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Best New Horror 15 (The Mammoth Book of Best New Horror #15)

3.88 of 5 stars 3.88  ·  rating details  ·  103 ratings  ·  10 reviews
An annual showcase of horror and dark fantasy fiction.
Published November 1st 2004 by Constable & Robinson (first published October 15th 2004)
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This volume includes 25 stories sandwiched between a lengthy introduction and necrology that I tend to skip.

“Fear the Dead” by Ramsey Campbell
A boy tries to cope with his grandmother’s death. It was alright, but again I expected more from Campbell. 3/5

“The Hanged Man of Oz” by Steve Nagy
I read this in Datlow’s anthology The Cutting Room. A behind the scenes look at The Wizard of Oz concerning a hanged man and haunting dreams. Although I’m not familiar with the movie, I enjoyed the originality of
Kevin Lucia
It only took me a long time to read this because I got bogged down with Real Life stuff. Anyway, this was an excellent collection of stories, a contemporary counterpart to the Year's Best Horror under Karl Edward Wagner's run. And the bulk of the stories were quiet, atmospheric, and character driven. Definitely worth the while.
Another long one - these are big books - but not as long as usual.

And so, with this volume, I achieved my goal of reading (or re-reading) and reviewing 3 previous volumes of THE MAMMOTH BOOK OF BEST NEW HORROR before reading the newest installment recently released. This approach, designed to retroactively shore up my reviews of the series while also allowing myself ample opportunity to sample at least one expert's opinion on the best crop of recent fiction in the genre (with an eye towards pluc
Chrystal Hays
Very nice collection with only a few stories that had low impact. "The White Hands" by Mark Samuels has a classic feel to it. Could have been written any time in the last 200 years and stood on its own.

"Bitter Grounds" by Neil Gaiman also very good. One would like for it to go on and on...

"Dancing Men" by Glen Hirschberg brings a rarely discussed incident from history into sharp focus. This would make it great reading for senior high school, but fussy parents would no doubt object to the horri
Alex Goiran
Yet another fine collection from The Mammoth Book. As a horror fan, it is hard to find well-written horror that is truly scary. Of course, there are the classics such as The Exorcist and Ghost Story. But in pinch, these stories can satiate a hunger for horror.
VERY good. This is definitely my favorite series of short-story collections, and this one in particular is great. "Hunger: A Confession" is hands-down one of the best horror stories I've ever read. "Kissing Carrion" and "The White Hands" are also great.
Sep 01, 2007 Pam rated it 5 of 5 stars
Recommends it for: horror fans
You won't like every story in every anthology, but nobody picks them better than Stephen Jones, except maybe Ellen Datlow in her Year's Best Fantasy and Horror collections. These books are a bargain, and the cover art alone is usually worth the price.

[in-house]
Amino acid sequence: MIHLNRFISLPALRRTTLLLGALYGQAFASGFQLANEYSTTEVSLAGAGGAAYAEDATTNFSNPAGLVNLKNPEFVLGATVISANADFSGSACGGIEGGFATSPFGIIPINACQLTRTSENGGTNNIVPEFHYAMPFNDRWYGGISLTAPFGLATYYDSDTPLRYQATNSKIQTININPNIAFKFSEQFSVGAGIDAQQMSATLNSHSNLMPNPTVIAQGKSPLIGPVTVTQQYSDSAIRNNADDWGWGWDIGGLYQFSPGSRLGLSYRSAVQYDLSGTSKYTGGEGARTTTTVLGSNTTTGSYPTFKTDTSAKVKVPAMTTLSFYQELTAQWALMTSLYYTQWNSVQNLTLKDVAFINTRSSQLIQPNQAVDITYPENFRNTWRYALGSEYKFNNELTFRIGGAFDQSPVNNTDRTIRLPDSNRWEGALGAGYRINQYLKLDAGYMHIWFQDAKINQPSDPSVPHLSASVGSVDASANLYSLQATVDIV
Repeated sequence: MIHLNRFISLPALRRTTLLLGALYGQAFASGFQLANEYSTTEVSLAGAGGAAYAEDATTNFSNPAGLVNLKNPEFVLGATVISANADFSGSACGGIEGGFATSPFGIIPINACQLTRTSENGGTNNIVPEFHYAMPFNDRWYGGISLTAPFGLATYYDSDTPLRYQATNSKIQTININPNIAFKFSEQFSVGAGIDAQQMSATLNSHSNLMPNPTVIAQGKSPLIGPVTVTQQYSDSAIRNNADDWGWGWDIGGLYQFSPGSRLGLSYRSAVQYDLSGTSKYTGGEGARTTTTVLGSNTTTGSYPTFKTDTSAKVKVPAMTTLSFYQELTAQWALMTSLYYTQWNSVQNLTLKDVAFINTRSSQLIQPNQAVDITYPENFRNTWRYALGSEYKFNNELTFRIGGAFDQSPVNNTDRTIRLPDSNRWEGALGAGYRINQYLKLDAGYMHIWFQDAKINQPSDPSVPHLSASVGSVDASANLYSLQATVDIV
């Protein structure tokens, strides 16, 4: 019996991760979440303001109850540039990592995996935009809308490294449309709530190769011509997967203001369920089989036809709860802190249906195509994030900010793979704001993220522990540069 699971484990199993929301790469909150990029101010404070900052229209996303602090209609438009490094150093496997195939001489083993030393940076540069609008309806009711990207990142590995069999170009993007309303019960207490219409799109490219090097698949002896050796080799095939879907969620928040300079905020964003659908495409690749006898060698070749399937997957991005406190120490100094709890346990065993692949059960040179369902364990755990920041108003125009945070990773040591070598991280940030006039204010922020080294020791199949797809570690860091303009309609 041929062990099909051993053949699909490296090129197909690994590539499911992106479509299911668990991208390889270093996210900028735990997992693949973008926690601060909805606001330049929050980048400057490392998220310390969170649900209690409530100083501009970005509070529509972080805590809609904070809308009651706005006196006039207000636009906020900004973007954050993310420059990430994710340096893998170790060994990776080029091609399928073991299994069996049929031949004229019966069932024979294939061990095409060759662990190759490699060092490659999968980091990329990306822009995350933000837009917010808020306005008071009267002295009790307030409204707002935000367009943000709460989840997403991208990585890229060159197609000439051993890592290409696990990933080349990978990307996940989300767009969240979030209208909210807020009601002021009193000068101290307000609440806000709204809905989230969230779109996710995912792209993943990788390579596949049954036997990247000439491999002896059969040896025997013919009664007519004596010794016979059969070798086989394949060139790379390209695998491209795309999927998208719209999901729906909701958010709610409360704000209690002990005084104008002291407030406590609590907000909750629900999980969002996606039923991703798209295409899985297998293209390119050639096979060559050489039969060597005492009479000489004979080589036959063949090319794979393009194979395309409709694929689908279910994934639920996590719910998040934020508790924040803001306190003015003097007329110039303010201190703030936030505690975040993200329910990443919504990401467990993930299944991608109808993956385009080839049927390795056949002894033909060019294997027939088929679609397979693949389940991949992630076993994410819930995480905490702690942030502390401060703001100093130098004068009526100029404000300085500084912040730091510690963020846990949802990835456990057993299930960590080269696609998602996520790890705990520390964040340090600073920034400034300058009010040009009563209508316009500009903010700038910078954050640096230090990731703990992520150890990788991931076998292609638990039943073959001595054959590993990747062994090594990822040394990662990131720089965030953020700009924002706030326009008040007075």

There were some VERY strange stories in here, this time. Some kept me up at night, and some just gave me body chills (The bone machine). There were a couple good ghost stories that Im a sucker for. All in all a good quick read.
I do not scare easily. In fact, it is very hard to scare me, but the short story "The Goat Cutter" in this anthology did it. Worth reading for that story alone...simply an amazing short story.
The Mammoth Book of Best New Horror: v. 15 (2004)
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Stephen Jones is an eighteen-time winner of the British Fantasy Award.
More about Stephen Jones...

Other Books in the Series

The Mammoth Book of Best New Horror (1 - 10 of 25 books)
  • Best New Horror 1 (The Mammoth Book of Best New Horror, #1)
  • Best New Horror 2 (The Mammoth Book of Best New Horror, #2)
  • Best New Horror 3 (The Mammoth Book of Best New Horror, #3)
  • Best New Horror 4 (The Mammoth Book of Best New Horror, #4)
  • Best New Horror 5 (The Mammoth Book of Best New Horror, #5)
  • Best New Horror 6 (The Mammoth Book of Best New Horror, #6)
  • Best New Horror 7 (The Mammoth Book of Best New Horror, #7)
  • Best New Horror 8 (The Mammoth Book of Best New Horror, #8)
  • Best New Horror 9 (The Mammoth Book of Best New Horror, #9)
  • Best New Horror 10 (The Mammoth Book of Best New Horror, #10)
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“But I can't help thinking about the graves I saw on this summer's trip, and the millions of people in them, and the millions more without graves. The ones who are smoke.

And I find that I can feel it, at last. Or that I've always felt it, without knowing what it was: the Holocaust, roaring down the generations like a wave of radiation, eradicating, in everyone it touches, the ability to trust people, experience joy; fall in love, believe in love when you see it in others.

("Dancing Men")”
“I believe,' Muswell once said, 'that mental isolation is the essence of weird fiction. Isolation when confronted with disease, with madness, with horror and with death. These are the reverberations of the infinity that torments us.

("The White Hands")”
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